Dried fruit or dehydrated fruit?
First off, what a wonderful community of tea lovers! I just stumbled upon this site fairly recently and love the concept and discussions.
As many of you have probably do, Ive been looking into making my own custom tea blends for friends, family and myself. An issue im running into is adding fruit for aesthetic purposes(blueberries, strawberry, melon etc) but have no idea whether I should be going for dried fruit or dehydrated fruit? Are any of you familiar with any sites that would sell fruit for tea? I would of thought this would be an easy task to find some information on but im having a heck of a time finding anything! :(
Neither, I think. Both would still contain too much moisture to risk storing with tea. Freeze-dried, however… Unless that’s what you meant by “dried”.
Freeze-dried is done in a vacuum, and would remove the largest amount of water content, so the fruit’s moisture won’t damage the tea. Makes it nice and crunchy.
LiberTeas and 52Teas would probably have more exact information, though. If they’re lurking around the forums.
jogurt: what is it that you are trying to achieve, exactly? A blended fruit tisane (that is, a fruit tea without any actual tea leaves?) or a fruit flavored tea?
@LiberTEAS I’m looking to create fuit tisanes, could you recomend which kind of dried fruit should I use?
@luli_project – I’m sorry but now that I’m in the business once again, I’m kind of protective of my sources.
Fruit teas are more popular in Europe then here in North America. Major dried fruit suppliers are based in Germany. They all sell bulk / whole sale as far as I know. Fruit and Rooibos is something to look into.
Interesting AJ, I haven’t heard of freeze dried. I will check it out!
@LiberTEAS: I’m looking to create fruit flavored teas; so, adding let’s say strawberries and kiwi to green tea to create a strawberry/kiwi blend. From what I’ve read, they won’t really add much flavor but more for aesthetics. I’ve been looking at extracts/flavorings to satisfy the taste/smells.
@euroTcup: Very interesting, would you happen to know a name so that I could dig a little deeper?
Jogurt: you are correct, adding dry (my suggestion would be freeze-dried) fruit to tea would really add to the aesthetics, but not much to the flavor. For the flavorings, for the best flavor you would need oils that are made for flavoring teas, and you want to find the best that you can … because in this case, you definitely do get what you pay for.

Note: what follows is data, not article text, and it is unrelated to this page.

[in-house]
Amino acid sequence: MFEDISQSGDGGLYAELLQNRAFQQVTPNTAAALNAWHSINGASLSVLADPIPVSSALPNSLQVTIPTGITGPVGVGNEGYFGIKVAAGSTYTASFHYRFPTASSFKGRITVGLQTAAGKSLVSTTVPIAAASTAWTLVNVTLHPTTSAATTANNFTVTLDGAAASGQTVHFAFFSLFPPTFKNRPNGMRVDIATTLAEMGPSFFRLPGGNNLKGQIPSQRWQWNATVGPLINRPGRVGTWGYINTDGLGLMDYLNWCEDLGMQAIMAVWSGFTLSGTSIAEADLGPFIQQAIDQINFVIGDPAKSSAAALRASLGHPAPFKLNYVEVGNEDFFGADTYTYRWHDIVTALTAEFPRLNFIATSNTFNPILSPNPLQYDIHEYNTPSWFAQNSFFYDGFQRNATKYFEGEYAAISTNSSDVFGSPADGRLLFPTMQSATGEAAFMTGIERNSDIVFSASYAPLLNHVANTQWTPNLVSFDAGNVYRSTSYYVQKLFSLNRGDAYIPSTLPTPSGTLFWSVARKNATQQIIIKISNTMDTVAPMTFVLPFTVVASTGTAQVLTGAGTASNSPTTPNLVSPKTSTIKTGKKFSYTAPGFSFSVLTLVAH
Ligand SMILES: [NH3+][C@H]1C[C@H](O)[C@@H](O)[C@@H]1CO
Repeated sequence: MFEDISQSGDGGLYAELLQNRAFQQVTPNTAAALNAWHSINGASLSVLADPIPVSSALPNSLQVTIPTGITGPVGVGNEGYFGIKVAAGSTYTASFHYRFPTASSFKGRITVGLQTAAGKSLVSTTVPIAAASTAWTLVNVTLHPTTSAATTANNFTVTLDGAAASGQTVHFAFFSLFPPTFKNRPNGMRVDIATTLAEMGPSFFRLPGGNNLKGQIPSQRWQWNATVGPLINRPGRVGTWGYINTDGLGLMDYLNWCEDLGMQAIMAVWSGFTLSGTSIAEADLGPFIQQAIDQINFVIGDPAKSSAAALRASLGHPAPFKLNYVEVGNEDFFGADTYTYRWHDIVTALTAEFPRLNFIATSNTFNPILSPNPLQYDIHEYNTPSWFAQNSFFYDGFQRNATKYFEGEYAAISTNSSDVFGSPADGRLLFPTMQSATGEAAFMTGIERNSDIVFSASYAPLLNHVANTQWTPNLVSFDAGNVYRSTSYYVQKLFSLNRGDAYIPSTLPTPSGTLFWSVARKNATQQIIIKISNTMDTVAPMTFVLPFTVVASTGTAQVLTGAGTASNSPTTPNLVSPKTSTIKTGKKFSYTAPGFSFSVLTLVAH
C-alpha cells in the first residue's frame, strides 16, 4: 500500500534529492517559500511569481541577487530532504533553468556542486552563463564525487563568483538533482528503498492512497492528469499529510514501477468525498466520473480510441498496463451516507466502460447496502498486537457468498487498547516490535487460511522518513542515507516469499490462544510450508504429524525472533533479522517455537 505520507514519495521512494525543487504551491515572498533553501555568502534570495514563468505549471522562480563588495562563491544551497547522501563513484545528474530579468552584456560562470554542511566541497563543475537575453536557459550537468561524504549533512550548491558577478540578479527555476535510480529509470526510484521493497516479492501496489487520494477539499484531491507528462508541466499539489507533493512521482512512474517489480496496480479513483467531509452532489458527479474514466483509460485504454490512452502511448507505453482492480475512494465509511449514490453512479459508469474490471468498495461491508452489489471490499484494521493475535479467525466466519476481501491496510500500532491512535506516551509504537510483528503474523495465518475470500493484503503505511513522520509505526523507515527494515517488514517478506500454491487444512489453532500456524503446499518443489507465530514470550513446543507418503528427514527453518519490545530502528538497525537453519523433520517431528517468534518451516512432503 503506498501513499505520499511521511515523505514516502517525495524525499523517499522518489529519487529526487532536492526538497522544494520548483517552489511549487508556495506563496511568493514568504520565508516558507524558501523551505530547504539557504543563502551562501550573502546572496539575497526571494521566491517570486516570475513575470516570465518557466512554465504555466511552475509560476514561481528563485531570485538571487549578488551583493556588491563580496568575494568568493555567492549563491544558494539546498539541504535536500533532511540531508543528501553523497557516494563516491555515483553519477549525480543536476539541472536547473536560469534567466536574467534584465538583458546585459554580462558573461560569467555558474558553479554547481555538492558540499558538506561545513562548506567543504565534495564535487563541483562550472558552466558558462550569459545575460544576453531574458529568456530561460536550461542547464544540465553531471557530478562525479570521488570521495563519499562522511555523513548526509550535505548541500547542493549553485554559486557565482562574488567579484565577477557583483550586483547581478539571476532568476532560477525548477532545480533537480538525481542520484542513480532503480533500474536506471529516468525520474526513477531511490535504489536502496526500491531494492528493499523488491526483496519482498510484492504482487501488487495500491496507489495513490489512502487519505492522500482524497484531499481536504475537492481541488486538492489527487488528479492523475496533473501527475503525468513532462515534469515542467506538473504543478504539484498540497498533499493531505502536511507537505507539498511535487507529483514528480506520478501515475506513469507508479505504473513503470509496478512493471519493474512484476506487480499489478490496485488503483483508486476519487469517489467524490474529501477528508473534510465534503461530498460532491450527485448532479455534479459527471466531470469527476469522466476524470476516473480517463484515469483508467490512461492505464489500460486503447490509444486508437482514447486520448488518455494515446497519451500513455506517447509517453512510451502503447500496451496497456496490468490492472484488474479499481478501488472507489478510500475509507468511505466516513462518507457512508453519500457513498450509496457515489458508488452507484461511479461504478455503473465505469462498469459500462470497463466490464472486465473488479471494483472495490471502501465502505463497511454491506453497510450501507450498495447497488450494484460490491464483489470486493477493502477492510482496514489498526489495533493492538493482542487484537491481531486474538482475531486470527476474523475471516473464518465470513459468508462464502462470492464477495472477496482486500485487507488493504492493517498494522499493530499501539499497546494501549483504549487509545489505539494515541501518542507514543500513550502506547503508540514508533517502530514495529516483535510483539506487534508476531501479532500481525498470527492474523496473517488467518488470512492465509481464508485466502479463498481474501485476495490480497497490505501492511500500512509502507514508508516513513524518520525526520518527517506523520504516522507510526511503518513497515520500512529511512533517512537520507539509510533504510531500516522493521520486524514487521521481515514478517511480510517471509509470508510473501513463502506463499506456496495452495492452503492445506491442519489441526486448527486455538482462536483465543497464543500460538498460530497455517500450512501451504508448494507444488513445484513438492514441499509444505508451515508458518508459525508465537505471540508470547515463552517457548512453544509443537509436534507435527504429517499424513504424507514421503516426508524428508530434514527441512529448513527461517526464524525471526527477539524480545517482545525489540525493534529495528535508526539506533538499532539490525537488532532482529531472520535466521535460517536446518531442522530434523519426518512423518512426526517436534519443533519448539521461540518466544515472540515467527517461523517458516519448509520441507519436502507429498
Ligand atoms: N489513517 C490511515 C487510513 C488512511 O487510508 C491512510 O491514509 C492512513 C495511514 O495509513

As for where to purchase these items, I procured my supplies from wholesale sources, so I can’t really help you there.
Thanks so much for asking this question, I have been going crazy wondering the same thing! Have you had any success with trying dried fruit?
Unfortunately, there is not a single good source for many of these items. I THOUGHT that Kopius teas was going to fill that gap, but I was recently informed that they could not sell me any more of a certain fruit due to price fluctuations and trying to keep enough raw materials in stock for their own blends.
I take pride in sourcing some of the best ingredients for our blends, so I would be a little reluctant to offer any of my sources (sorry!), but if you use a little Google Fu, you should be able to find individual fruits fairly easily. I will go as far as to say that sometimes the best sources are some of the survivalist websites, who sell cans of freeze-dried stuff for the people expecting the end of the world. Good luck.
Also, beware of dried fruit. Sometimes they use sulphites to preserve the fruits and in my experience, even a little of that stuff will ruin some tea very quickly. YUCK.
I tried regular old dried sticky peaches in tea once and it was pretty gross. Trader Joe’s sells some freeze dried/ dehydrated fruits (blueberries, strawberries, etc.) that I would think would work much better, but I haven’t had a chance to try it out yet. May be worth a shot though if you have a TJ’s by you.
I prefer using dried fruit but it all depends on the drying method. It is true that conventional dried fruits have preservatives like sulfur dioxide which keep the moisture content up. But there are also natural varieties that are made without preservatives, leaving the result much drier. My favorite source is Bella Viva Orchards: